Another surprise was the size of my crookneck squash plants. Last year, they were one of the few things that actually did well and I assumed the couple of feet in height that they achieved was normal. This year, they're almost as tall as me and producing plenty of yellow, crooked vegetables.


The Buttercup Squash are doing well, also. I planted them for contribution to the family Thanksgiving and Christmas meals this year. Looks like I'll be delivering as promised.


I have been told that my Cucumber and Pumpkin bed looks out of control, but I happen to like the way it looks. More importantly, the bees love it. There's a plethora of flowers under the leaves and for the past few days I've had a practical swarm keeping busy under there.


I've spotted a few pumpkin gourds so there will be pie for the holidays as well. This does not make my dog happy. For some bizarre reason, she's afraid of pumpkins - especially when they're carved.


And last, but certainly not least, the tomatoes are doing awesomely! I've never had this many fruit before and I haven't seen one hornworm yet. I'm hoping my bird friends are keeping them away and that I don't come out one morning to find a devastated crop.


The flower gardens are doing so-so. Better than last year, for sure, but nothing like I want. The Tall Phlox, as always, delivered beautiful flowers this year. Sometimes I think I should convert all my flower beds to nothing but Tall Phlox.



So, that is how my garden grows. How's yours doing?

The Heirloom Tomato: From Garden to Table: Recipes, Portraits, and History of the World's Most Beautiful Fruit

Tuesday, July 13, 2010

The Indestructable Plant

Today's Temperature: Low 80's, high humidity. Better than last week but still kind of nasty.

I've written before about my beloved Smoke Bush and the trials it has gone through over the past few years. This year it was finally decided to prune it down to its base and let it try to recuperate.

This was the Smoke Bush at its prime:

Smokey Beauty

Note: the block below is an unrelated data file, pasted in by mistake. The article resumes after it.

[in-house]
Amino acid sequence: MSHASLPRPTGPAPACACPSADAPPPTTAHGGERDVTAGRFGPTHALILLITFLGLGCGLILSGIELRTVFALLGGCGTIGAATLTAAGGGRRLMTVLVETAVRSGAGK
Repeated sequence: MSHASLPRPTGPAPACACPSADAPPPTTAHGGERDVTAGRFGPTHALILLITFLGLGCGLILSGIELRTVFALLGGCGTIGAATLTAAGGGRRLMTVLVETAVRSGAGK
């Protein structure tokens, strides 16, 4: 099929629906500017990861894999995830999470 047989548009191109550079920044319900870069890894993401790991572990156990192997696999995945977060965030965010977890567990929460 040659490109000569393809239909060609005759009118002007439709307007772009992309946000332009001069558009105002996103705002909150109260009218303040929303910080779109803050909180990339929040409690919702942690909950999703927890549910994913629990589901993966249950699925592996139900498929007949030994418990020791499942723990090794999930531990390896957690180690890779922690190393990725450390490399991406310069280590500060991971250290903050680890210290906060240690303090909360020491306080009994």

And here is what it has gone through over the past four and a half months. I think it's pretty astounding, myself. Your mileage may vary. :)

March, 2010 - not looking too good and all bent out of shape

March, 2010: Pruned down to the basics

May 2010: Showing signs of life

June 2010: Leaves

June 2010: Leaves all over

Mid-June, 2010: Tons of new growth at the base

Late June, 2010: A little scraggly but looking good!

Late June: Not as large, but as beautiful as its old self

July, 2010: And it even gave us some flowers.
I am so proud...

Wednesday, July 7, 2010

Ugh, Ugh and Double Ugh! (Wait, wouldn't that be Triple Ugh?)

I know I shouldn't complain but I can't help it.

It is WAY TOO FRACKING HOT!!!!

Maine, in general, has very nice Summer weather. Sure, it'll get hot for a few days here and there but almost inevitably the temperatures will go down to something more tolerable after a day or so. For example, last Summer we used our bedroom air conditioner one night due to heat and humidity.

This year? We've had that puppy cranking for the past four nights in a row. I know, I know - all my southern readers are laughing at me and I don't blame them. I used to live in Florida and before that, Arkansas. Once May 1st hit, and usually sooner, the AC was turned on and it stayed on. In Florida, it was pretty much an all year thing.

But this heat is awful because we don't have the ACs to run like we used to in the south. In Florida it was necessary to even be able to breathe. Here, we only have it in the bedroom because we can't sleep when we're miserably hot. So, instead, we're miserable all day and only get relief at bedtime. Sure, we could just sit in our bedroom and read, write or surf the 'net but we don't particularly like to and, quite frankly, I feel guilty for leaving our dog downstairs to suffer in the heat without us. (She won't climb the stairs no matter how much we'd like her to sleep in the same room with us.)

So, here's me, whining and moaning about the heat. It looks like it might break on Saturday and get back down in the lower 80's, but we still have 2 1/2 more days of this oppressive heat, sun and humidity.

Oh yeah, and to make it so much more pleasant, our poor pooch got sprayed by a skunk last night. It was the first time she's ever been sprayed (I knew it was inevitable since we live in the country) and the first time she ever willingly got into the bathtub. Fortunately, the baking soda/peroxide/hand soap concoction my husband found online got the skunk smell out of her fur. Too bad it's still lingering on the front carpet.

And all during a week that opening the windows and airing out the house is just not an option. *Sigh*

Thursday, July 1, 2010

July is the earnest month

This month has two birthflowers - The Larkspur and the Water Lily.
Larkspur


Water Lily
The Larkspur is the symbol of an open heart and the Water Lily stands for Eloquence and Persuasion.

Yes, July seems very much a Jane Austen month.